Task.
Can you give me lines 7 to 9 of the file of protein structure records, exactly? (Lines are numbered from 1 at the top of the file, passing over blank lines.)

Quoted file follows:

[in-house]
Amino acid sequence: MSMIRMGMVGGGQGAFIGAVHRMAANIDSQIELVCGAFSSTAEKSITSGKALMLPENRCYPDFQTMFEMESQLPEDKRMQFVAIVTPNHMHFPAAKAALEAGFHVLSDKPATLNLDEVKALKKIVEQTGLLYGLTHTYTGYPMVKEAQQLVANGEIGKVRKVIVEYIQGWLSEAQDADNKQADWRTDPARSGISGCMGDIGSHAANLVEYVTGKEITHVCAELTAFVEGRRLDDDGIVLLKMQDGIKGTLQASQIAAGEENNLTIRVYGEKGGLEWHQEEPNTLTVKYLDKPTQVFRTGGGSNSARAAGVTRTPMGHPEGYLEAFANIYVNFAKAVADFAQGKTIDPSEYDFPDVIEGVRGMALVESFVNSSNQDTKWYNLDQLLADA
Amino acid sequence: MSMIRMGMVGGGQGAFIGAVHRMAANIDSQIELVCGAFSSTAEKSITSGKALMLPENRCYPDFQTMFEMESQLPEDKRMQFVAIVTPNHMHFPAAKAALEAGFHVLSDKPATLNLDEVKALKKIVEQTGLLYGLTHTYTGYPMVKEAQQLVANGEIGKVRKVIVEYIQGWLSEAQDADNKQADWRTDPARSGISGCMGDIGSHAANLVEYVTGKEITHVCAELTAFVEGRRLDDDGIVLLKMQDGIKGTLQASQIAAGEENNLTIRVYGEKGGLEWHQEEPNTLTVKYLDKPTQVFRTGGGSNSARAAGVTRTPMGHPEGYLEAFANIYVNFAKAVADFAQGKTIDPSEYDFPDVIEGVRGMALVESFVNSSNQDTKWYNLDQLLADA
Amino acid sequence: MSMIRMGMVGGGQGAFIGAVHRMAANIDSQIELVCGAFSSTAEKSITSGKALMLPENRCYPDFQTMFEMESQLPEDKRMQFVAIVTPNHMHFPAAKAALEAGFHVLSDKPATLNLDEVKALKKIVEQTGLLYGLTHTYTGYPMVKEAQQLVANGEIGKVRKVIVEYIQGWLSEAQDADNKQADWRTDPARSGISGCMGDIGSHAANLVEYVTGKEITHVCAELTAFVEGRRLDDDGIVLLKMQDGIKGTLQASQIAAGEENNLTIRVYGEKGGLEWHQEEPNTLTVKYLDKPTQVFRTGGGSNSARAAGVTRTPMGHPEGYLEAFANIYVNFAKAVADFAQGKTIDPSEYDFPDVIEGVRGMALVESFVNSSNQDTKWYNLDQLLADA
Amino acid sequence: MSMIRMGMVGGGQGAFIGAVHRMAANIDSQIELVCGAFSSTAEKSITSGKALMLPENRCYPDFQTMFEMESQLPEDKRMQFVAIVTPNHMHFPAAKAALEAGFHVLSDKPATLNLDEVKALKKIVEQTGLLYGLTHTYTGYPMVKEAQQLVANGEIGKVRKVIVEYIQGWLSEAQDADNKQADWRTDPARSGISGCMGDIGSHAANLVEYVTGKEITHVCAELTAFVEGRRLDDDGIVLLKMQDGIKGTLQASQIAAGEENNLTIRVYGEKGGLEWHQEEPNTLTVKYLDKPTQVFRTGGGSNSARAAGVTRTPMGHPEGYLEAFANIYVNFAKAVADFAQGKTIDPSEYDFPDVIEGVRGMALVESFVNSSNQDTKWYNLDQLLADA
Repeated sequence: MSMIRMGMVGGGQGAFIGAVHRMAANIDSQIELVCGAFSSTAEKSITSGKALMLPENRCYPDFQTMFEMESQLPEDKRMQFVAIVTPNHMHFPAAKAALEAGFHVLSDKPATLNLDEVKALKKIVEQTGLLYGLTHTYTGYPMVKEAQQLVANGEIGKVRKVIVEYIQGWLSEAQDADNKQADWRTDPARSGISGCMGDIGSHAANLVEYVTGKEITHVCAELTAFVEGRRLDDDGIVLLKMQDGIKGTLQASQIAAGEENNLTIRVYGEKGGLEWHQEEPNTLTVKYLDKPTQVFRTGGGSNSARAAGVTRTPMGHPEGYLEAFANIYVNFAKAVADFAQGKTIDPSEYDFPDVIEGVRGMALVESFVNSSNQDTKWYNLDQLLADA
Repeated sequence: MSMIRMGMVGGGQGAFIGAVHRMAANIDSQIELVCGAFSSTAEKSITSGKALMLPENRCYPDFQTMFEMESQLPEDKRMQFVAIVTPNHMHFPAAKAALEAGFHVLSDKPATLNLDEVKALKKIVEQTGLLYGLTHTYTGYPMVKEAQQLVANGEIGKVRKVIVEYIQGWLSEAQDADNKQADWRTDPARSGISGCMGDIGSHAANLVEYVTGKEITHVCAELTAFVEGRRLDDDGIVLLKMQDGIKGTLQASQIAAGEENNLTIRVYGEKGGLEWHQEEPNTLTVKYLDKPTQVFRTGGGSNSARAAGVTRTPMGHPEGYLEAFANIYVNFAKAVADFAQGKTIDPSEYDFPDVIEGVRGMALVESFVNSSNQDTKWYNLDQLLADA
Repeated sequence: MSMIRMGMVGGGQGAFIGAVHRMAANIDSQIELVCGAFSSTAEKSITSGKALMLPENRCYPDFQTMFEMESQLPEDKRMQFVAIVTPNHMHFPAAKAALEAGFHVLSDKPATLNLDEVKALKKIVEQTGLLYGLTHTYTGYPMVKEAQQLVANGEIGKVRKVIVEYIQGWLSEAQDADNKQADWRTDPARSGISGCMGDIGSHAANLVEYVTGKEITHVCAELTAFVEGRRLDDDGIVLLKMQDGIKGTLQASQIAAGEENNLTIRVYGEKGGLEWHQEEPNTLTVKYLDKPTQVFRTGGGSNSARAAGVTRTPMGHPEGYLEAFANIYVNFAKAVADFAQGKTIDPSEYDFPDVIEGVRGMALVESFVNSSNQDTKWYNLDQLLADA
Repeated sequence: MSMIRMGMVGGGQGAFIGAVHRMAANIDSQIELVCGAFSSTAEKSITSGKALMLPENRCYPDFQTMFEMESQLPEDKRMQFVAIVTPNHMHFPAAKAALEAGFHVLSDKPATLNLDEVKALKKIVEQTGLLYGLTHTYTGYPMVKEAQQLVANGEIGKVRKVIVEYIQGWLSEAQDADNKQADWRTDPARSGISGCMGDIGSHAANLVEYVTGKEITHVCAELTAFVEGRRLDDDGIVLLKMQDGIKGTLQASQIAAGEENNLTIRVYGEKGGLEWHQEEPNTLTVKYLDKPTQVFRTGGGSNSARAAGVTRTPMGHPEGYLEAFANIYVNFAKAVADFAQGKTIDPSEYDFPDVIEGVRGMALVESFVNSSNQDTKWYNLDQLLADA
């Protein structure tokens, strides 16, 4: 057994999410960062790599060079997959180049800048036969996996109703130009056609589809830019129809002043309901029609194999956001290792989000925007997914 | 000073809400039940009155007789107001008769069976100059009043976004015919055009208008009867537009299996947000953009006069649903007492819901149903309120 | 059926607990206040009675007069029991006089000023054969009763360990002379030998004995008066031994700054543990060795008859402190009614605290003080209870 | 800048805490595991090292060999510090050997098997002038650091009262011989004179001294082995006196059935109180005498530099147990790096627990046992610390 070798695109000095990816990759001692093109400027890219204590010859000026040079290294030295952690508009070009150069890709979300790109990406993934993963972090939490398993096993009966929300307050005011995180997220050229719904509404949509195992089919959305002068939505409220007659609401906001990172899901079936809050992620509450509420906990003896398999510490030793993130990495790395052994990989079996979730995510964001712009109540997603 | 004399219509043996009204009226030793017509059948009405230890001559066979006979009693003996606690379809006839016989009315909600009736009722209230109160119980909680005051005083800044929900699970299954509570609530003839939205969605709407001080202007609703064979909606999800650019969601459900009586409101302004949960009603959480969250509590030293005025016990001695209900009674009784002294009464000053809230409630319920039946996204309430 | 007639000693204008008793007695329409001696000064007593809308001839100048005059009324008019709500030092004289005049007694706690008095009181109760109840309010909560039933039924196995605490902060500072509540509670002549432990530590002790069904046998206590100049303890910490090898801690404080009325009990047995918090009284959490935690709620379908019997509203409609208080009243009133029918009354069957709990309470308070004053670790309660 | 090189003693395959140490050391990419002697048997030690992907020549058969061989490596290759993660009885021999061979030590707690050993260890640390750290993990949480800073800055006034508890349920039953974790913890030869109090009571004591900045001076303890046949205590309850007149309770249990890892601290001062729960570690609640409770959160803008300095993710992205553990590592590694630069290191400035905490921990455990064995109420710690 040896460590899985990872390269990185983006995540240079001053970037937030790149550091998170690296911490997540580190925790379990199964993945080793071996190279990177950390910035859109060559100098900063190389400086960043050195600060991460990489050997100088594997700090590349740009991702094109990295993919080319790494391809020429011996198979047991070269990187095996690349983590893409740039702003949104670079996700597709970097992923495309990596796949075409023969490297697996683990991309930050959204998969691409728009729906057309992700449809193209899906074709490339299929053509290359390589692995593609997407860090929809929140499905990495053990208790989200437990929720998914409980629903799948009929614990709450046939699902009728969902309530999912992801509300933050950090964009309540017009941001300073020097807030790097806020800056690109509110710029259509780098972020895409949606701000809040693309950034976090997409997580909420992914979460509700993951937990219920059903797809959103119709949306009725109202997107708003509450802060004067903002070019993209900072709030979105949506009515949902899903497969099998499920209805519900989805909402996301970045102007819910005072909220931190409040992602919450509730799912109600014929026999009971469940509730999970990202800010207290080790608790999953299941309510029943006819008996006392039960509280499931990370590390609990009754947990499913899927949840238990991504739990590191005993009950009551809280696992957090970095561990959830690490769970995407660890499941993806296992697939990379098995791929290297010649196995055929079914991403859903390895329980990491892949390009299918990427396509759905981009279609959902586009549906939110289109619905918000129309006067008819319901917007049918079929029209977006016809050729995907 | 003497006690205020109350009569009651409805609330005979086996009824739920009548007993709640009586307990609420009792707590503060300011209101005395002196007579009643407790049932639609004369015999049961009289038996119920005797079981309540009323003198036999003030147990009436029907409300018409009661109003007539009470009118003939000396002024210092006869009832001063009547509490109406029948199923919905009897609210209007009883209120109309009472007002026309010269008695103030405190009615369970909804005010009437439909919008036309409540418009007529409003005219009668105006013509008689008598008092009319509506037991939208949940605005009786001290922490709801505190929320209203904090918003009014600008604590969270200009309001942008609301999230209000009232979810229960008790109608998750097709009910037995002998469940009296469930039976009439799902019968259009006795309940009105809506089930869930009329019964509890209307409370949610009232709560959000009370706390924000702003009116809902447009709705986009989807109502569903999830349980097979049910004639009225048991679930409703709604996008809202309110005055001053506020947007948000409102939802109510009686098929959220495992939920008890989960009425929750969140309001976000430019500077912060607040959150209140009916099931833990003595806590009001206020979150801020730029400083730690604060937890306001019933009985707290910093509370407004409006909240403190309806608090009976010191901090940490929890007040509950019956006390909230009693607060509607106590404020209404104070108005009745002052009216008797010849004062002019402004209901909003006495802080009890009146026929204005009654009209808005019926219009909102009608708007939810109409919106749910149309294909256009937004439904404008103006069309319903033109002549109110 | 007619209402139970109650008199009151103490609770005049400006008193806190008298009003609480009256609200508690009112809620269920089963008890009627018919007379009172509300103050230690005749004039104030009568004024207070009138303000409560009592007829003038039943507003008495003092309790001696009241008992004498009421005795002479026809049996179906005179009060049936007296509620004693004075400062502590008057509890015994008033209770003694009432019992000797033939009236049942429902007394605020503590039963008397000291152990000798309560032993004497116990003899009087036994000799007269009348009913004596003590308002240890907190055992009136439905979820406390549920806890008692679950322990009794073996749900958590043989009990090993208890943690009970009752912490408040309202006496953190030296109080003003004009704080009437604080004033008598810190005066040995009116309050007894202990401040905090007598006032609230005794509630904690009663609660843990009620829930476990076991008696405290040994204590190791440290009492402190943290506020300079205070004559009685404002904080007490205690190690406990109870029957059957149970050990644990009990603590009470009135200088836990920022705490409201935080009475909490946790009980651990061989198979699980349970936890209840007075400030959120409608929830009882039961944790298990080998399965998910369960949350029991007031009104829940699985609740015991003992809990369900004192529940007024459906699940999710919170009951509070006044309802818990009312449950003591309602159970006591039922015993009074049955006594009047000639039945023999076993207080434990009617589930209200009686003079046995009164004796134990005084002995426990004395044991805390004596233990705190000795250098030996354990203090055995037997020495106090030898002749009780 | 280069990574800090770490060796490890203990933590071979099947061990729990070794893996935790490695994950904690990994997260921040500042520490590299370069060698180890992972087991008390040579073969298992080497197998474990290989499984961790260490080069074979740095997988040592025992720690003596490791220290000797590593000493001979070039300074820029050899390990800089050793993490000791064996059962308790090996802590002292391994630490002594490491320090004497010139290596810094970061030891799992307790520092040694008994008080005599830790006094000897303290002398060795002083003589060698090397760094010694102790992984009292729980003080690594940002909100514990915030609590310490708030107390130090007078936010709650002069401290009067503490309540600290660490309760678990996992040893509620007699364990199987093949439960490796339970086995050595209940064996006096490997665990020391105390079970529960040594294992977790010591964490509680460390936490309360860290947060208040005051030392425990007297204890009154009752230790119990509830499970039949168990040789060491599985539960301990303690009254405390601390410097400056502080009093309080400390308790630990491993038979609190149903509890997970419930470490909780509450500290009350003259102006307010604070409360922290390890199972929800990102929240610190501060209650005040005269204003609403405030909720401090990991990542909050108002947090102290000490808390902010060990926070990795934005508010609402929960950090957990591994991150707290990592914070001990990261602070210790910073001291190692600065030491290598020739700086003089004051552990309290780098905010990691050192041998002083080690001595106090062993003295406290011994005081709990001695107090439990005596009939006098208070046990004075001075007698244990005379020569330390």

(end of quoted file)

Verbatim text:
Repeated sequence: MSMIRMGMVGGGQGAFIGAVHRMAANIDSQIELVCGAFSSTAEKSITSGKALMLPENRCYPDFQTMFEMESQLPEDKRMQFVAIVTPNHMHFPAAKAALEAGFHVLSDKPATLNLDEVKALKKIVEQTGLLYGLTHTYTGYPMVKEAQQLVANGEIGKVRKVIVEYIQGWLSEAQDADNKQADWRTDPARSGISGCMGDIGSHAANLVEYVTGKEITHVCAELTAFVEGRRLDDDGIVLLKMQDGIKGTLQASQIAAGEENNLTIRVYGEKGGLEWHQEEPNTLTVKYLDKPTQVFRTGGGSNSARAAGVTRTPMGHPEGYLEAFANIYVNFAKAVADFAQGKTIDPSEYDFPDVIEGVRGMALVESFVNSSNQDTKWYNLDQLLADA
Repeated sequence: MSMIRMGMVGGGQGAFIGAVHRMAANIDSQIELVCGAFSSTAEKSITSGKALMLPENRCYPDFQTMFEMESQLPEDKRMQFVAIVTPNHMHFPAAKAALEAGFHVLSDKPATLNLDEVKALKKIVEQTGLLYGLTHTYTGYPMVKEAQQLVANGEIGKVRKVIVEYIQGWLSEAQDADNKQADWRTDPARSGISGCMGDIGSHAANLVEYVTGKEITHVCAELTAFVEGRRLDDDGIVLLKMQDGIKGTLQASQIAAGEENNLTIRVYGEKGGLEWHQEEPNTLTVKYLDKPTQVFRTGGGSNSARAAGVTRTPMGHPEGYLEAFANIYVNFAKAVADFAQGKTIDPSEYDFPDVIEGVRGMALVESFVNSSNQDTKWYNLDQLLADA
Repeated sequence: MSMIRMGMVGGGQGAFIGAVHRMAANIDSQIELVCGAFSSTAEKSITSGKALMLPENRCYPDFQTMFEMESQLPEDKRMQFVAIVTPNHMHFPAAKAALEAGFHVLSDKPATLNLDEVKALKKIVEQTGLLYGLTHTYTGYPMVKEAQQLVANGEIGKVRKVIVEYIQGWLSEAQDADNKQADWRTDPARSGISGCMGDIGSHAANLVEYVTGKEITHVCAELTAFVEGRRLDDDGIVLLKMQDGIKGTLQASQIAAGEENNLTIRVYGEKGGLEWHQEEPNTLTVKYLDKPTQVFRTGGGSNSARAAGVTRTPMGHPEGYLEAFANIYVNFAKAVADFAQGKTIDPSEYDFPDVIEGVRGMALVESFVNSSNQDTKWYNLDQLLADA